WITH RUSSIA, EASTERN EUROPEAN SATEL normal shipments from Russia, known to

LITES within our great Nation.

be in short supply. Additionally, all of Mr. Speaker, I am opposed to the WASHINGTON.—The Commerce Department Europe ordinarily buys quantities of grain, President's decision to sell wheat to the lowered the bars on agricultural trade with soybeans, and rice from China, but China is Communists on the grounds of both pol- nations by authorizing sales to them of Russia and its East European satellite

suffering farm production difficulties for the

third year in a row and has reduced exports icy and execution. I believe he made U.S. Government-owned farm surpluses

sharply. U.S. officials declined to speculate the decision in the wrong manner by and commodities subsidized for export.

on the export potential which might result flouting the declared policy of Congress The action does not lift the ban on export

from the trade policy revision. and I believe his decision was wrong on of such goods to Red China, Cuba, North Please note that the news story alludes its merits. In any event he should have Korea or North Vietnam.

The new policy will enable u.s. traders

to a previous unsuccessful attempt to sell consulted the Congress.

surplus farm commodities to Russia in to sell European Communist countries BACKGROUND AND HISTORY

1954. wheat, corn, barley, oats, rye, dairy products, The question of selling subsidized farm cotton, rice, and other commodities. Pre

The reaction of Congress to this policy commodities to the Soviets is not a new viously, agricultural trade with all Red was immediate and adverse. Some 22 one. It has been with us for a number dominated countries, except Poland and bills were introduced to prevent these of years. Argument in support of such Yugoslavia, was limited to such nonsurplus subsidized sales. Authors included the a policy was persuasively made within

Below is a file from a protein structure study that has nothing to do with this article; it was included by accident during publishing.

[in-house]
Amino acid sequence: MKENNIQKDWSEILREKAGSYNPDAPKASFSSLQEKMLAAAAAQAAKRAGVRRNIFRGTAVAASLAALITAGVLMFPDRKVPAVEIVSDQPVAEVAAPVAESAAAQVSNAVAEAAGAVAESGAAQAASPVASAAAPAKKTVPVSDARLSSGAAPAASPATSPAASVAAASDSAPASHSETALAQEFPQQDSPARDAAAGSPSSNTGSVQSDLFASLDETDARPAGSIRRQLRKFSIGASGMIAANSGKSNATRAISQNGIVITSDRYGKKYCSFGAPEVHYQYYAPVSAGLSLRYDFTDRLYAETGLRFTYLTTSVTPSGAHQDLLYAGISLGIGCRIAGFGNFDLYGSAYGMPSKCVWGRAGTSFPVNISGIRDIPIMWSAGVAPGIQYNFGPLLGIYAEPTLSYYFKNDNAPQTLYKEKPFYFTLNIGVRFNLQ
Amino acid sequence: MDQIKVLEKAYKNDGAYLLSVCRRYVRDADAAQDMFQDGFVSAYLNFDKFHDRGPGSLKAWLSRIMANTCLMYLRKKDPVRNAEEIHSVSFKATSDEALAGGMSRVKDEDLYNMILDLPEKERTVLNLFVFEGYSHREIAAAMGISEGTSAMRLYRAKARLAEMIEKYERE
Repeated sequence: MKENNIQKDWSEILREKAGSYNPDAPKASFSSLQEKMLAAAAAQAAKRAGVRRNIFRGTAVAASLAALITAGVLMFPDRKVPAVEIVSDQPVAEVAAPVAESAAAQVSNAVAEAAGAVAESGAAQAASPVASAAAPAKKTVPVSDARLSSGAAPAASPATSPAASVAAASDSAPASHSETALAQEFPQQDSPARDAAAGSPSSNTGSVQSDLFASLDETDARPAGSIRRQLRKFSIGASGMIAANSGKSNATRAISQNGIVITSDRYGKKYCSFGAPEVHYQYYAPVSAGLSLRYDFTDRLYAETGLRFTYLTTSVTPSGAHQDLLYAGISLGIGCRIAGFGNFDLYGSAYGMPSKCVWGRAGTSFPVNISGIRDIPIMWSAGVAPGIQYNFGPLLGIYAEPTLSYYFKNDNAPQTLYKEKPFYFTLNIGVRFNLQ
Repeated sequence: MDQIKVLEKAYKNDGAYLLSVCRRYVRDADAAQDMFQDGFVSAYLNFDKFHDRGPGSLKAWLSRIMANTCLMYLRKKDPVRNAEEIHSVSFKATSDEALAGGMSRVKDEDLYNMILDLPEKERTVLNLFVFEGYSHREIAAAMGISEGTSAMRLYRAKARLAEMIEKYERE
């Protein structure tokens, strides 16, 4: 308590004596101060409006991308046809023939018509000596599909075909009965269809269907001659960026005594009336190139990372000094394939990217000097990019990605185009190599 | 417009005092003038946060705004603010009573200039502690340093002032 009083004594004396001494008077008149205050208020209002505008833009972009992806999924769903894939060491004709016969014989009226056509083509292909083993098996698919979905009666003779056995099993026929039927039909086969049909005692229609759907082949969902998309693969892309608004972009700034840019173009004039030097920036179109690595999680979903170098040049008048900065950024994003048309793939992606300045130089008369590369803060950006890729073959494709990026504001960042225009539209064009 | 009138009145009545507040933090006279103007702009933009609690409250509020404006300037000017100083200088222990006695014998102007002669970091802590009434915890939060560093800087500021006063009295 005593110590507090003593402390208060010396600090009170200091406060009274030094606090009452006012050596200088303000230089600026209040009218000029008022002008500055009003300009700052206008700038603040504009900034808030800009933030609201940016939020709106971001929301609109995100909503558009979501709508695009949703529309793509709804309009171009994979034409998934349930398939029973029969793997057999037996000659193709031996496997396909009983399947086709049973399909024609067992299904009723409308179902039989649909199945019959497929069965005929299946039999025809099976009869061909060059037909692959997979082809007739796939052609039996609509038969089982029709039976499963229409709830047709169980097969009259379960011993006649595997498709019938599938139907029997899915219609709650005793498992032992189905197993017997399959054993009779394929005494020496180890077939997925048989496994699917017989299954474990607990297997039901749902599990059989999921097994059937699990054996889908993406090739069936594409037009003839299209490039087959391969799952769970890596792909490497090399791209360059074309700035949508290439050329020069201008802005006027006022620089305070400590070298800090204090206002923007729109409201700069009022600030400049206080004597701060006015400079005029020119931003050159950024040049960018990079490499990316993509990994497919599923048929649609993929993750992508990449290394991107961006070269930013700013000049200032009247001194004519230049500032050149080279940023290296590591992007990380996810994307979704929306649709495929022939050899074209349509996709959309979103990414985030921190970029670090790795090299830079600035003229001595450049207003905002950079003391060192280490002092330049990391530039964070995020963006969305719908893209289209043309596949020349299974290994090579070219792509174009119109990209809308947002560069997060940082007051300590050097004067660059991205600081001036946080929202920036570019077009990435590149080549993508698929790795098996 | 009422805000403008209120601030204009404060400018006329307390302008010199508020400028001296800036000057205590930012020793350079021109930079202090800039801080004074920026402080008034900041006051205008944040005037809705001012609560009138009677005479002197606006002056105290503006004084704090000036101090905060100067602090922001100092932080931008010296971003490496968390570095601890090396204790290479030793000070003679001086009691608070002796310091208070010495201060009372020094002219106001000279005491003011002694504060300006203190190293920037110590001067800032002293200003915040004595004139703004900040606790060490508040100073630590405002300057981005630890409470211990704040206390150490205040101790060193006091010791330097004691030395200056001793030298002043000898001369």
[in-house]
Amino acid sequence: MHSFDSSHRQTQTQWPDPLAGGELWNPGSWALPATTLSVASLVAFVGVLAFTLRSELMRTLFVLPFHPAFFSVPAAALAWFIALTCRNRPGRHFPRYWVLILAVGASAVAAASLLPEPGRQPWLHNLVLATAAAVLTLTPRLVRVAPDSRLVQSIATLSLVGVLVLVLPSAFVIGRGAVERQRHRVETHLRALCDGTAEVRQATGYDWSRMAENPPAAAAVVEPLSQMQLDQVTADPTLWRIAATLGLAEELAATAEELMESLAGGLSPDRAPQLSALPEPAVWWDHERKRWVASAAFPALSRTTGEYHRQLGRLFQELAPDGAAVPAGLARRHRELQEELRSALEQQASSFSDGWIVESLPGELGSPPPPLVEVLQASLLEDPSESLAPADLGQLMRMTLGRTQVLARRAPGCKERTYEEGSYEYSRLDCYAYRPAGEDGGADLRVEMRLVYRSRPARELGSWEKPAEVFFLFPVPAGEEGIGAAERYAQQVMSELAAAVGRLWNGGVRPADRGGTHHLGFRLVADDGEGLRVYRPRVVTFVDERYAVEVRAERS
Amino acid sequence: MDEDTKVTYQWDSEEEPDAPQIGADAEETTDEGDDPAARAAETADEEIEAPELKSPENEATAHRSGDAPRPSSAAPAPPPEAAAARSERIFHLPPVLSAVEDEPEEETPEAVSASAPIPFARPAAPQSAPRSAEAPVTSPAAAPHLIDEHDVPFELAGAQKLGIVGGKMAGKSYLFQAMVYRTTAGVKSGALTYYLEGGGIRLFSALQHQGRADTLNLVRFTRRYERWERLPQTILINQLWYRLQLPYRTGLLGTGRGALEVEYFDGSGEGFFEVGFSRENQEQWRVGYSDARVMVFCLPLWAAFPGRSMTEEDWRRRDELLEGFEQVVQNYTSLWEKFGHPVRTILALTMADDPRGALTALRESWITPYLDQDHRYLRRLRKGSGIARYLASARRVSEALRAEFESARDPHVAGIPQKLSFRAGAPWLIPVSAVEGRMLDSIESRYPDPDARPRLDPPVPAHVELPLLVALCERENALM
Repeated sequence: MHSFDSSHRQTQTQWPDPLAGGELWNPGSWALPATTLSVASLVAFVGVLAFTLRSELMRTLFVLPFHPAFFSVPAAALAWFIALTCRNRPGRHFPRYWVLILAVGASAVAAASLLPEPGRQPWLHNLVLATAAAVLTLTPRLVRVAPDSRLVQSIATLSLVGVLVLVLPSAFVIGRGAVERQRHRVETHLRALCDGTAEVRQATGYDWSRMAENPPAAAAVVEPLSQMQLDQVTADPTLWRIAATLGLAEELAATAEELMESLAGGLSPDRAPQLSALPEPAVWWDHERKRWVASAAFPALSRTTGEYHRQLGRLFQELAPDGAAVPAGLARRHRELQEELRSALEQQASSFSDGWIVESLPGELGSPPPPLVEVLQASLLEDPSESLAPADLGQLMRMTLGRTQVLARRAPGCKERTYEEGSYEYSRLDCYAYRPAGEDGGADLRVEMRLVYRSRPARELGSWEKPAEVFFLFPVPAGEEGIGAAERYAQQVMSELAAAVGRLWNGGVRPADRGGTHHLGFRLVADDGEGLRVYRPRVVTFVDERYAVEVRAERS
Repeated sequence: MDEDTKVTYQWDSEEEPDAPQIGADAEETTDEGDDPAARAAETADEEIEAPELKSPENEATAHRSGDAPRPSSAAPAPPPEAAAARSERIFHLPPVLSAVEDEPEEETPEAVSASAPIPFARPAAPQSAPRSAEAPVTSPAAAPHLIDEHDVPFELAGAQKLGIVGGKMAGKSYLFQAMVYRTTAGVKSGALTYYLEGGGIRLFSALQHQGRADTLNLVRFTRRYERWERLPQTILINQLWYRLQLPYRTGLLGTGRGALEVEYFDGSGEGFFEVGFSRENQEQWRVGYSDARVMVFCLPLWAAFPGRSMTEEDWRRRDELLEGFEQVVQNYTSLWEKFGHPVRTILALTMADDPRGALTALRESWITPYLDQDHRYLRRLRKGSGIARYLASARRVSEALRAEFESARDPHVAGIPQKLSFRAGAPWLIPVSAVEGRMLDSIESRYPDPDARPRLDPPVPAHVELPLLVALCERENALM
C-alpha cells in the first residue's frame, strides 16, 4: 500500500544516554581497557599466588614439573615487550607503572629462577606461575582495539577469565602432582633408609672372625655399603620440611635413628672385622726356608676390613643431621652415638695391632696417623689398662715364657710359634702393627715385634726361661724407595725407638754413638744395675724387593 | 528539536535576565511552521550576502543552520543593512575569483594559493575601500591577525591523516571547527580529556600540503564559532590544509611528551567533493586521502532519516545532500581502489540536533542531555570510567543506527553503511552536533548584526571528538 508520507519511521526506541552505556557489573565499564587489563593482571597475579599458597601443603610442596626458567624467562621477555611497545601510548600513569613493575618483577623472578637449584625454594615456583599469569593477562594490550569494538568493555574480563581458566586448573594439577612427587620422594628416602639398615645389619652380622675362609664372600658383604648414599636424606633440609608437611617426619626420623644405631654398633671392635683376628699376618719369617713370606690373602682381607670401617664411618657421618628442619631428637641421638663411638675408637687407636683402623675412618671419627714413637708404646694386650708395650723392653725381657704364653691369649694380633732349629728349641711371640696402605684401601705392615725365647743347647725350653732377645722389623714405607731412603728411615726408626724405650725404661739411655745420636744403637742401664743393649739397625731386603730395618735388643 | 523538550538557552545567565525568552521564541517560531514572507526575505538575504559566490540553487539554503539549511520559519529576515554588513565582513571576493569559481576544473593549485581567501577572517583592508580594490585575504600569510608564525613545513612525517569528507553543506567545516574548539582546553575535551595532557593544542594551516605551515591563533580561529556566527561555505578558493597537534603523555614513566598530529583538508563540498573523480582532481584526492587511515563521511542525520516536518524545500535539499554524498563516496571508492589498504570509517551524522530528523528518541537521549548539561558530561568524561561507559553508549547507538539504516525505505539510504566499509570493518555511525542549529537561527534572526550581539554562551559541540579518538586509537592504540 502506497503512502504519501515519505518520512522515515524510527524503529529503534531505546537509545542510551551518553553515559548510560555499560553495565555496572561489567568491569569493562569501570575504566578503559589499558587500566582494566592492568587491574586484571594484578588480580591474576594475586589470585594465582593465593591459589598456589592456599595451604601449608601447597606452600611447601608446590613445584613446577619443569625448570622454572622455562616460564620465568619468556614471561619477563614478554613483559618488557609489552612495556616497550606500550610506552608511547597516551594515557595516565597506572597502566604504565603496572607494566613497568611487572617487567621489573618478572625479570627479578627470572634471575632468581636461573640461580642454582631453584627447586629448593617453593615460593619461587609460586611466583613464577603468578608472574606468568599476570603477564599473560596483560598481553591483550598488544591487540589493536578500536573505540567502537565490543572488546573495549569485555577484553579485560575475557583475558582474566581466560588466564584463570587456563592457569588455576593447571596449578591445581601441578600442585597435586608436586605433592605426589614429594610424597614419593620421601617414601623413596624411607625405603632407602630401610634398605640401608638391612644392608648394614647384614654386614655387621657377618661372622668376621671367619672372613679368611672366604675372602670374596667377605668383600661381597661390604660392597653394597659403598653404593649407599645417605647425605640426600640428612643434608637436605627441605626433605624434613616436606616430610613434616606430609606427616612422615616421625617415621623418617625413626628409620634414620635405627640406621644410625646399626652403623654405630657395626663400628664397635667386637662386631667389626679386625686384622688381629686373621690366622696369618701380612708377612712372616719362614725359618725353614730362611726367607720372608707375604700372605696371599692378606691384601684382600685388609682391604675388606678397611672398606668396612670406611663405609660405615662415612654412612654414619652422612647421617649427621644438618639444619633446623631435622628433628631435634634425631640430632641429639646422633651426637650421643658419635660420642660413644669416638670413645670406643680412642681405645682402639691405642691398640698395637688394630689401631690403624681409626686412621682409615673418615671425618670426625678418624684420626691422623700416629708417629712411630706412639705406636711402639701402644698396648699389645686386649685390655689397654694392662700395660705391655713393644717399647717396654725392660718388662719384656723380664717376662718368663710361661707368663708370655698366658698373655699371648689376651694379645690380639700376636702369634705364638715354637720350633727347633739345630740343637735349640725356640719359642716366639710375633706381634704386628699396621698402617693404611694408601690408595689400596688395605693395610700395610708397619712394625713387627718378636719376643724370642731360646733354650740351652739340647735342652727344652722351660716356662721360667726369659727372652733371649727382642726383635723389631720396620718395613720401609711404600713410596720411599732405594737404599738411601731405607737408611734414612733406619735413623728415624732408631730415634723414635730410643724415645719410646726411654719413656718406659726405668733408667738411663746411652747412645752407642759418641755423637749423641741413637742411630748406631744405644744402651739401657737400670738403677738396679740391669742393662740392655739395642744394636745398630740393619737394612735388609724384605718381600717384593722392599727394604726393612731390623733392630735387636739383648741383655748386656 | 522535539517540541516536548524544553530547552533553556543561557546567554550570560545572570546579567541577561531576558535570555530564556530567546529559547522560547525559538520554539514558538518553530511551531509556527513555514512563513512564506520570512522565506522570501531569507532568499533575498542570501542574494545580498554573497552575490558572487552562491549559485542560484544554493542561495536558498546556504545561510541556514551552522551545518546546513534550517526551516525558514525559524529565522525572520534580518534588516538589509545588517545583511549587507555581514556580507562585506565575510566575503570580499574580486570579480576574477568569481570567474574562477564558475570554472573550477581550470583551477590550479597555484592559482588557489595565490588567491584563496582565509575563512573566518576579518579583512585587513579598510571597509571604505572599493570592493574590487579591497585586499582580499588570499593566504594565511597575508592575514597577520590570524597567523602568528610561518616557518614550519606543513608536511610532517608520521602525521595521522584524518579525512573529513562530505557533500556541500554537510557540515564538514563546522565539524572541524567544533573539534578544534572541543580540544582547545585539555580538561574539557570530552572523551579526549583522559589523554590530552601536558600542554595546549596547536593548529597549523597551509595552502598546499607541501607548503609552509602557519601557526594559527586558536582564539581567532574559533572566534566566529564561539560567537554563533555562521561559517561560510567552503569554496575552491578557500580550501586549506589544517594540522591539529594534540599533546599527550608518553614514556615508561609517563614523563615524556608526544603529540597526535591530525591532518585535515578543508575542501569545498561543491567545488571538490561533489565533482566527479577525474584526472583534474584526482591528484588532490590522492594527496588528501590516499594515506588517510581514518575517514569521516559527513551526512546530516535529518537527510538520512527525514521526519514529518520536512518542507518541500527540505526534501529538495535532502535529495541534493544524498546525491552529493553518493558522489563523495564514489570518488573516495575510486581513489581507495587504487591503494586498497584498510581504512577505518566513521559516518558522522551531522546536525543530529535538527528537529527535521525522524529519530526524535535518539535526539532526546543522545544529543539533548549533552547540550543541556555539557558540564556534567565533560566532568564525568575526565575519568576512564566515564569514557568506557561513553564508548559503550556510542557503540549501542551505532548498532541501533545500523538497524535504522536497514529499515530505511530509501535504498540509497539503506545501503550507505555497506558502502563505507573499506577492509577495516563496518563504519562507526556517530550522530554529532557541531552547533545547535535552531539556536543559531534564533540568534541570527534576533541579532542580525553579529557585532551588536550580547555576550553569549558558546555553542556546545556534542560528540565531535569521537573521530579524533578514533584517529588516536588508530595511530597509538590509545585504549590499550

or nonsubsidized items as tobacco, soybeans, following Members of Congress: Mr. the administration 212 years ago when fruits, vegetables, seeds, livestock products Hoeven, Mr. Latta, Mr. Chamberlain, the Department of Commerce issued a and others.

Mrs. St. George, Mr. Glenn, Mr. Harsha,

As in the past, all deals between U.S. statement on June 22, 1961, that it would exporters and Communist nations, except Mr. Norblad, Mr. Scherer, Mr. Findley, issue export licenses for the export of Poland and Yugoslavia, have to be for dollars, Mr. Devine, Mr. King of New York, Mr. subsidized_farm commodities to Russia gold or other convertible currencies. The Thomson of Wisconsin, Mr. Clancy, Mr. and the European bloc nations. The Russian ruble is not a convertible currency, Derwinski, Mr. Harvey of Indiana, Mr. 1961 Commerce Department action was but the U.S.S.R. is known to hold quantities Roudebush, Mr. Teague of California, described in the following press release of gold and other convertible foreign money. Mr. Goodell, Mr. Moorehead of Ohio,